Youth diagnosed with brain tumors often present with abnormal ophthalmological findings, according to study findings published in JAMA Ophthalmology.
Visual impairment is a well-established adverse effect of childhood brain tumors. Impaired vison has substantial impacts on health and quality of life. Many previous studies on visual impairment in childhood brain tumors have not included a complete ophthalmologic evaluation.
This cohort study was part of a large prospective, longitudinal, multicenter, cohort study conducted in the Netherlands. Youth (N=170) with a newly diagnosed brain tumor underwent a clinical examination, magnetic resonance imaging (MRI), and complete ophthalmologic assessment between 2019 and 2021. Trends in visual abnormalities were evaluated.
Patients were aged median 8.3 (range, 0.2-17.8) years at diagnosis, 56.5% were boys, the most common tumors were low-grade (44.7%) or high-grade (11.8%) gliomas, 51.8% of tumors were located in the supratentorial region, and 30.0% of tumors affected optic pathways.
The most common symptoms at presentation included:
- Headache (65.3%)
- Nausea or vomiting (62.9%)
- Abnormal gait or coordination (32.9%)
- Lethargy (31.7%)
- Weight loss (24.1%)
- Behavioral changes or school difficulties (21.8%)
- Auditory symptoms or vertigo (18.2%)
Visual symptoms were common, with only 40.6% reporting no vision-related symptoms. The most common visual symptoms were:
- Decreased vision (24.7%)
- Diplopia (24.7%)
- Eye movement disorder (18.8%)
- Visual field loss (13.5%)
Half of patients (51.2%) underwent neurosurgery alone and nearly a quarter (23.5%) underwent neurosurgery and received chemotherapy and radiotherapy.
During ophthalmologic examination, 65.2% had abnormal findings. Abnormalities were most common among patients with infratentorial tumors (76.5%) and hydrocephalus (75.6%) compared with supratentorial midline tumors (55.0%) or cerebral hemisphere tumors (53.3%).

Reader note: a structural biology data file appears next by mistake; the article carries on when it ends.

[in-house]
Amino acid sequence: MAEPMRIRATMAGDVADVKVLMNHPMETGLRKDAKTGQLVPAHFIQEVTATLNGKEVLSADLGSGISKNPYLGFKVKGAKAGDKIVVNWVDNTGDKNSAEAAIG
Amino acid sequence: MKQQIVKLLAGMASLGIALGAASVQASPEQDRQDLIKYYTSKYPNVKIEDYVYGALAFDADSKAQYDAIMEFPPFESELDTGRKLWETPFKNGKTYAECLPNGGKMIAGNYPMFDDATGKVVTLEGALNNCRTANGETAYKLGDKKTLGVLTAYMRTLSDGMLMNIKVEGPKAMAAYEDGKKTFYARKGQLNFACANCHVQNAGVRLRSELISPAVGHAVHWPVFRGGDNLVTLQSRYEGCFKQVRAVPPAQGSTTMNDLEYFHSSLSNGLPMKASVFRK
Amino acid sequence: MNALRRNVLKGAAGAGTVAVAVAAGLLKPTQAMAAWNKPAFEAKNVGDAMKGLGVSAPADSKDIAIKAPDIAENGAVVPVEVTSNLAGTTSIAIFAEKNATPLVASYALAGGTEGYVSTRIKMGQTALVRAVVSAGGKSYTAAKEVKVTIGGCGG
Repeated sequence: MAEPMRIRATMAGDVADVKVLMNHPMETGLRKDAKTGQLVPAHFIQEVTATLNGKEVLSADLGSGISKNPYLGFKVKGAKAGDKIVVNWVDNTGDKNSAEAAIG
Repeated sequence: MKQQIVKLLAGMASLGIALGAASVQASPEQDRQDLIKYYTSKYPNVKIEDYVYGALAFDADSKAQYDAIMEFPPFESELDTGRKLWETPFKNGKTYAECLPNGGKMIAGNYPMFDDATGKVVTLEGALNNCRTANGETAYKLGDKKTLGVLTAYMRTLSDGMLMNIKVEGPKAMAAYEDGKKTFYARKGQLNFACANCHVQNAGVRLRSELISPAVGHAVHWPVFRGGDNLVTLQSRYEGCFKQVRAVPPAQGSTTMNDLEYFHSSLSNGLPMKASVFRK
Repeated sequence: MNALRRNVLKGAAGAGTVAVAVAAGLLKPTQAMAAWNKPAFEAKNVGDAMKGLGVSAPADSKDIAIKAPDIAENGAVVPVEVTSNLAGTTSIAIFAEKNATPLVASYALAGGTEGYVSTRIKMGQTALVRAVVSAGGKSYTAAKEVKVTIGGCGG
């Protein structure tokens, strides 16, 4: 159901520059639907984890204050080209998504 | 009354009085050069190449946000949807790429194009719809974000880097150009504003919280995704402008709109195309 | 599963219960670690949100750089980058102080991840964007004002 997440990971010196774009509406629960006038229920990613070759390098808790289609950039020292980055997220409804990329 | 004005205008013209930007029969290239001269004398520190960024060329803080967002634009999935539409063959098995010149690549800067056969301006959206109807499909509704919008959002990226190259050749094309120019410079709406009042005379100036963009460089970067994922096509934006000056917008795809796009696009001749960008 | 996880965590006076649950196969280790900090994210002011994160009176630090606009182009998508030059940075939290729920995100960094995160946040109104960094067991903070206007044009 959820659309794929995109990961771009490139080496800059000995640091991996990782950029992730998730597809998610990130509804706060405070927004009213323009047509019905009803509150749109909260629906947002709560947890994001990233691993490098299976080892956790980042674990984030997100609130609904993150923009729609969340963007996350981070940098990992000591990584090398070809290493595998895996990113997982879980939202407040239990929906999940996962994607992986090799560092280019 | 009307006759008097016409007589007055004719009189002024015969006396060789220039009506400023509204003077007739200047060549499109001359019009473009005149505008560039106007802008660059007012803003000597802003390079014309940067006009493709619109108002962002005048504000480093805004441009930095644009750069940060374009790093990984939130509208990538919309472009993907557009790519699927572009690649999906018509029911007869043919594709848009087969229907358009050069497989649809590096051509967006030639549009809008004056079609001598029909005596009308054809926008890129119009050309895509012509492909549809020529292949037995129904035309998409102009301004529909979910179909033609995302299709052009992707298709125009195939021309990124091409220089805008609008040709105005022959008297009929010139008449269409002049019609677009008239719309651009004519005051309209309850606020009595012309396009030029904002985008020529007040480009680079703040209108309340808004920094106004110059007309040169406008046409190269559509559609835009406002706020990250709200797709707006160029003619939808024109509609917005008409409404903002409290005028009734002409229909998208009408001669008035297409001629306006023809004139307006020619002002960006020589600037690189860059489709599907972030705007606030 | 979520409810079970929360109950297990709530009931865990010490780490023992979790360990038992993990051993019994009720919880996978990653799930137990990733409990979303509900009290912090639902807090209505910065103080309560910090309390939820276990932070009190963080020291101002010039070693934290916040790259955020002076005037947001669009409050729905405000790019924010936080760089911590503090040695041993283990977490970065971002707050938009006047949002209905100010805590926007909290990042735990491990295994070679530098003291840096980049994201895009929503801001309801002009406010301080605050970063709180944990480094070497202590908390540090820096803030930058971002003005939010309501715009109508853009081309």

During the orthoptic evaluation, common abnormalities included gaze deficits (33.5%), nystagmus (24.8%), and strabismus (19.9%).
Stratified by tumor location, median monocular best-corrected visual acuity was:
- 20/200 before surgery and 20/20 after surgery for the patients with cerebral hemisphere tumors (n=70)
- 20/20 before and 20/25 after surgery for the patients with midline tumors (n=106)
- 20/20 before and after surgery for the patients with infratentorial tumors (n=164)
Patients were given occlusion therapy (4.7%), eye drops (2.9%), and referral to a visual rehabilitation center (2.4%).
This study may have included selection bias as not all eligible patients were approached.
The researchers concluded that “These findings support the need of standardized ophthalmological examination and the awareness of ophthalmologists and referring oncologists, neurologists, and neurosurgeons for ophthalmological abnormalities in this patient group.”
Nuijts MA, Stegeman I, van Seeters T, et al. Ophthalmological findings in youths with a newly diagnosed brain tumor. JAMA Ophthalmol. Published online September 15, 2022. doi:10.1001/jamaophthalmol.2022.3628